We are pulling out this marmalade cookie recipe for our weekend of British food in honor of the Royal Wedding. Since we originally posted this it has become one of our favorites- you can substitute any sort of marmalade in place of the whisky flavored…I’ve since decided I quite love it with orange. Where are you watching the Royal Wedding?
Every now and then we stop into Charles H. Baldwin & Sons in West Stockbridge, MA. We’ve mentioned this before, it is a treasure of a store. While we were there we spotted these lemon chips- something we don’t often see here. We bought them not knowing what we wanted to make. I’ve been sort of glued to The Flavour Thesaurus by Niki Segnit lately. Apparently almonds and lemons are a great match. That seemed like a good place to start. I looked at a lot of almond cookie recipes and many of them incorporated marmalade. And that got me thinking.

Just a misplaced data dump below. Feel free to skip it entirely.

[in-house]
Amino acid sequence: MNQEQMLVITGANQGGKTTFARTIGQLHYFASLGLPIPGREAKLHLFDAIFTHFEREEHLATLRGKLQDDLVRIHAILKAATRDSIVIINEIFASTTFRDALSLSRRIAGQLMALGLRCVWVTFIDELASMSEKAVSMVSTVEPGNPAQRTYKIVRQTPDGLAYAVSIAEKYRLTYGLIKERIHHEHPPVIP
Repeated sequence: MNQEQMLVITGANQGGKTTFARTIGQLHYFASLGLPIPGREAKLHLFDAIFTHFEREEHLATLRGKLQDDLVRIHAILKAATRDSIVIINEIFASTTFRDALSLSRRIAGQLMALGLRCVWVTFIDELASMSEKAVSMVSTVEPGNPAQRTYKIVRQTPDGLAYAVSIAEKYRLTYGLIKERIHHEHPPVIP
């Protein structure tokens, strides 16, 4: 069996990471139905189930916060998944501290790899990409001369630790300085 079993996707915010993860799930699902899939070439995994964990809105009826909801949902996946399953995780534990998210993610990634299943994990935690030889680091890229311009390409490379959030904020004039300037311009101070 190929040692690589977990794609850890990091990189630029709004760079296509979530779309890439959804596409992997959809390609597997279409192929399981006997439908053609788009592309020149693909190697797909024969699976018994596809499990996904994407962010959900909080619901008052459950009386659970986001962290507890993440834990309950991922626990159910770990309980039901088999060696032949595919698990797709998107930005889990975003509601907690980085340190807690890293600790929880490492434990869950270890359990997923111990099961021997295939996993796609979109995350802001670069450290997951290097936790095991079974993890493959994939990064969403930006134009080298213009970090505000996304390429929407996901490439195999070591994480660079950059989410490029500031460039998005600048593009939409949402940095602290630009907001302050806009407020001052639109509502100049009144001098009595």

Someone gave us this jar of Windsor Preserves Fine Cut Whisky Marmalade for Christmas. It is made in Yorkshire, England and to be honest I’ve been a little afraid to try it. I’m not a whisky drinker. It reminds me of cough medicine that my mother had to force down my throat as a child. The smell of it was not appealing to me – my husband on the other hand…he is a lover of both whisky and marmalade so he was happy to be the taster before we put it in the cookies.
3 3/4 cups almond meal
1 cup of sugar
1/4 t baking powder
2 large egg whites
1 tablespoon of honey
1/2 cup Whisky Marmalade
A handful of lemon chips
Mix the dry ingredients, add the wet and then the chips and roll into 1″ balls. I cheated and used an ice cream scooper. Flatten the top of each ball with your thumb and add a few slivered almonds. Bake at 325 for 20-25 minutes on sprayed parchment paper. They are quite sticky so watch them in the oven to avoid burning.
The strong taste of the whisky marmalade lessened upon baking and the cookies were actually totally yummy. My four year old could not get enough of the bits that I broke when trying to get my cookies off the sheet (see note to use parchment paper…).